Flown in prototype form early in 1966, the Agusta A.106 is a small lightweight armed helicopter designed initially to fulfil an antisubmarine role. Its predecessors were the experimental piston-engined A.103 and A.104, and the A.105 which was flown in April 1964 with an Agusta-built Astazou shaft turbine.
The A.106, a single-seater, went into production in 1968 for the Italian Navy, with whom it will serve aboard small naval vessels as an anti-submarine helicopter operable in poor weather conditions and carrying target identification equipment and a pair of underslung Mk.44 homing torpedoes. Provision exists for substituting flotation bags for the standard skid landing gear, and an auxiliary fuel tank may be carried externally. The 2-blade main rotor, and the tail section including the 2-blade tail rotor, can be folded for stowage on board ship.
Alternative applications of the A.106 are Army support; light crane duties with loads suspended from an under-fuselage hook; or casualty evacuation vehicle with 2 externally-mounted stretcher cases.
K.Munson "Helicopters And Other Rotorcraft Since 1907", 1968
The A.106 made its first flight in November 1965. It was developed to meet a somewhat ambitious Italian naval specification for a single-seat helicopter which could fit into the hangars of smaller vessels such as frigates. In designing it, Agusta drew upon the experience acquired with the A.103, A.104 and A.105 light helicopters. The little single-seater had a Turbomeca-Agusta TAA-230 turbine behind the very compact cockpit, and landing skids with auxiliary flotation gear (but provision for two inflated pontoons). The two-blade light alloy rotor could be folded back. Systems included an autostabilizing device, an acoustic submarine detector and armament of two Mk.44 torpedoes. The Italian Navy ordered two prototypes and five production aircraft, but construction of the latter was suspended in 1973.
G.Apostolo "The Illustrated Encyclopedia of Helicopters", 1984
One of Italy's oldest aviation companies, Agusta, was established in 1907, but entered the helicopter field in 1952 when a licence to build the Bell 47 was acquired. This was followed by a series of other licence agreements with both Bell and Sikorsky, but in more recent years Agusta has developed several of its own designs.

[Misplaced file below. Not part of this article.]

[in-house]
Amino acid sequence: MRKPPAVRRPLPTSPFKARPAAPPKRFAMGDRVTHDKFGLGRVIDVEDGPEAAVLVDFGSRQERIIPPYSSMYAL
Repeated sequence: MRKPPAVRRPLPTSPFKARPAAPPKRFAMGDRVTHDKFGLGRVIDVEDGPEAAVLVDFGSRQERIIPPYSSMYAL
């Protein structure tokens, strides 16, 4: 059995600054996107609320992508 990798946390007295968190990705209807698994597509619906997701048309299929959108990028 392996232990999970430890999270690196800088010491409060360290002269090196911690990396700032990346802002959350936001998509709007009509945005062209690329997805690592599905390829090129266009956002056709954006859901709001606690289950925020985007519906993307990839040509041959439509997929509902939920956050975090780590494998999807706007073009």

The smallest to come to fruition, even though only in a very modest way, the Agusta A 106 was flown in prototype form in November 1965. A small production batch followed in the early 1970s and about five of these were operated by the air arm of the Italian navy (Marinavia) from 'Impavido' class ships in the antisubmarine warfare role, supplementing larger naval ASW helicopters such as the SH-3D, AB 204AS and AB 212ASW.
The A 106 had a two-blade main rotor and conventional tail rotor, and auxiliary flotation gear could be fitted to the skid framework, which had removable wheels for ground manoeuvring.
Operations in poor visibility were assisted by comprehensive instrumentation and electronics, and the Ferranti company developed an electronic three-axis stability augmentation system for the A 106, providing a stable firing platform and damping out external disturbances.
D.Donald "The Complete Encyclopedia of World Aircraft", 1997
Technical data for Agusta A-106
Engine: 1 x Turbomeca-Agusta TAA 230 turboshaft, rated at 224kW, main rotor diameter: 9.50m, length with rotors turning: 9.50m, height: 2.50m, take-off weight: 1400kg, empty weight: 590kg, max speed: 176km/h, cruising speed: 167km/h, hovering ceiling, IGE: 3000m, range with max fuel: 740km, armament: 2 x Mk.44 torpedos or 10 depth charges or 2 7.62mm machine-guns and 10 80mm rockets